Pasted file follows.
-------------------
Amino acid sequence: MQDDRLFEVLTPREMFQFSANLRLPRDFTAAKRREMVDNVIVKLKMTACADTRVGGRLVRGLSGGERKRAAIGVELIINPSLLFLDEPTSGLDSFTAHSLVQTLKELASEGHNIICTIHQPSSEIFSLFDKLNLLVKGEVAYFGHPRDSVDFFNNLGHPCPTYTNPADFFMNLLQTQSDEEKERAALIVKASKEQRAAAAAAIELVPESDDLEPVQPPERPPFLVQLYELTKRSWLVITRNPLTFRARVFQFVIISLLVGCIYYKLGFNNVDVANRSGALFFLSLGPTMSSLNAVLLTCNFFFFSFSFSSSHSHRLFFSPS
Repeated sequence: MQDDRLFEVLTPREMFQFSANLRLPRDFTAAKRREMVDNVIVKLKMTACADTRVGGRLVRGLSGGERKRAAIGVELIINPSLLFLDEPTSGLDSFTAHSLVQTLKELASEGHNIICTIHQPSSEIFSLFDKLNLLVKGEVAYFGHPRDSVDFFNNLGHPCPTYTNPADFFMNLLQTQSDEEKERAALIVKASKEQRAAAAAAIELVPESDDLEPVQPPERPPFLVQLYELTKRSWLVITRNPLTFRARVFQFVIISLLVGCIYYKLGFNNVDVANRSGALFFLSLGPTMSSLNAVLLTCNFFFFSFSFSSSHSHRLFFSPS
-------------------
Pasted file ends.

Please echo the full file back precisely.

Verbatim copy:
Amino acid sequence: MQDDRLFEVLTPREMFQFSANLRLPRDFTAAKRREMVDNVIVKLKMTACADTRVGGRLVRGLSGGERKRAAIGVELIINPSLLFLDEPTSGLDSFTAHSLVQTLKELASEGHNIICTIHQPSSEIFSLFDKLNLLVKGEVAYFGHPRDSVDFFNNLGHPCPTYTNPADFFMNLLQTQSDEEKERAALIVKASKEQRAAAAAAIELVPESDDLEPVQPPERPPFLVQLYELTKRSWLVITRNPLTFRARVFQFVIISLLVGCIYYKLGFNNVDVANRSGALFFLSLGPTMSSLNAVLLTCNFFFFSFSFSSSHSHRLFFSPS
Repeated sequence: MQDDRLFEVLTPREMFQFSANLRLPRDFTAAKRREMVDNVIVKLKMTACADTRVGGRLVRGLSGGERKRAAIGVELIINPSLLFLDEPTSGLDSFTAHSLVQTLKELASEGHNIICTIHQPSSEIFSLFDKLNLLVKGEVAYFGHPRDSVDFFNNLGHPCPTYTNPADFFMNLLQTQSDEEKERAALIVKASKEQRAAAAAAIELVPESDDLEPVQPPERPPFLVQLYELTKRSWLVITRNPLTFRARVFQFVIISLLVGCIYYKLGFNNVDVANRSGALFFLSLGPTMSSLNAVLLTCNFFFFSFSFSSSHSHRLFFSPS